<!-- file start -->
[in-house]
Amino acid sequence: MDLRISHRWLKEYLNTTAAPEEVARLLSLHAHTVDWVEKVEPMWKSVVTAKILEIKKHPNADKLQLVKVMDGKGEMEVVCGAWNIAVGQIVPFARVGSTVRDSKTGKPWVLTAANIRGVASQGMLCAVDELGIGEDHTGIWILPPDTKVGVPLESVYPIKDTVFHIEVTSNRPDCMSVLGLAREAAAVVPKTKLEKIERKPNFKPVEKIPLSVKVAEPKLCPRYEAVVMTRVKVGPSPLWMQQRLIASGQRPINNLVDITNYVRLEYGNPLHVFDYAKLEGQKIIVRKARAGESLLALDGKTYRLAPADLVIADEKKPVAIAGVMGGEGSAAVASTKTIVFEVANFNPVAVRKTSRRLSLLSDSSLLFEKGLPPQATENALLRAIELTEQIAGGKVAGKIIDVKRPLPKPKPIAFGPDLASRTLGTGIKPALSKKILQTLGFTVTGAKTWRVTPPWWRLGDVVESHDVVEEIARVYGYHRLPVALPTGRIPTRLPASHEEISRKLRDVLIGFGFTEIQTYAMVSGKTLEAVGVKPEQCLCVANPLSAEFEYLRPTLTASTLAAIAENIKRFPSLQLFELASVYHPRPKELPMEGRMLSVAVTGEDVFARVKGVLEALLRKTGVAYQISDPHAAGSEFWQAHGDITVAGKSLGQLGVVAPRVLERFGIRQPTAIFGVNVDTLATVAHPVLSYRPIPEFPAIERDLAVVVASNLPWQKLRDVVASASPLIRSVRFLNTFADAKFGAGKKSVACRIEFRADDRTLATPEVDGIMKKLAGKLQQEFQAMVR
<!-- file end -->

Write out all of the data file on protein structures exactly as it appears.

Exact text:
[in-house]
Amino acid sequence: MDLRISHRWLKEYLNTTAAPEEVARLLSLHAHTVDWVEKVEPMWKSVVTAKILEIKKHPNADKLQLVKVMDGKGEMEVVCGAWNIAVGQIVPFARVGSTVRDSKTGKPWVLTAANIRGVASQGMLCAVDELGIGEDHTGIWILPPDTKVGVPLESVYPIKDTVFHIEVTSNRPDCMSVLGLAREAAAVVPKTKLEKIERKPNFKPVEKIPLSVKVAEPKLCPRYEAVVMTRVKVGPSPLWMQQRLIASGQRPINNLVDITNYVRLEYGNPLHVFDYAKLEGQKIIVRKARAGESLLALDGKTYRLAPADLVIADEKKPVAIAGVMGGEGSAAVASTKTIVFEVANFNPVAVRKTSRRLSLLSDSSLLFEKGLPPQATENALLRAIELTEQIAGGKVAGKIIDVKRPLPKPKPIAFGPDLASRTLGTGIKPALSKKILQTLGFTVTGAKTWRVTPPWWRLGDVVESHDVVEEIARVYGYHRLPVALPTGRIPTRLPASHEEISRKLRDVLIGFGFTEIQTYAMVSGKTLEAVGVKPEQCLCVANPLSAEFEYLRPTLTASTLAAIAENIKRFPSLQLFELASVYHPRPKELPMEGRMLSVAVTGEDVFARVKGVLEALLRKTGVAYQISDPHAAGSEFWQAHGDITVAGKSLGQLGVVAPRVLERFGIRQPTAIFGVNVDTLATVAHPVLSYRPIPEFPAIERDLAVVVASNLPWQKLRDVVASASPLIRSVRFLNTFADAKFGAGKKSVACRIEFRADDRTLATPEVDGIMKKLAGKLQQEFQAMVR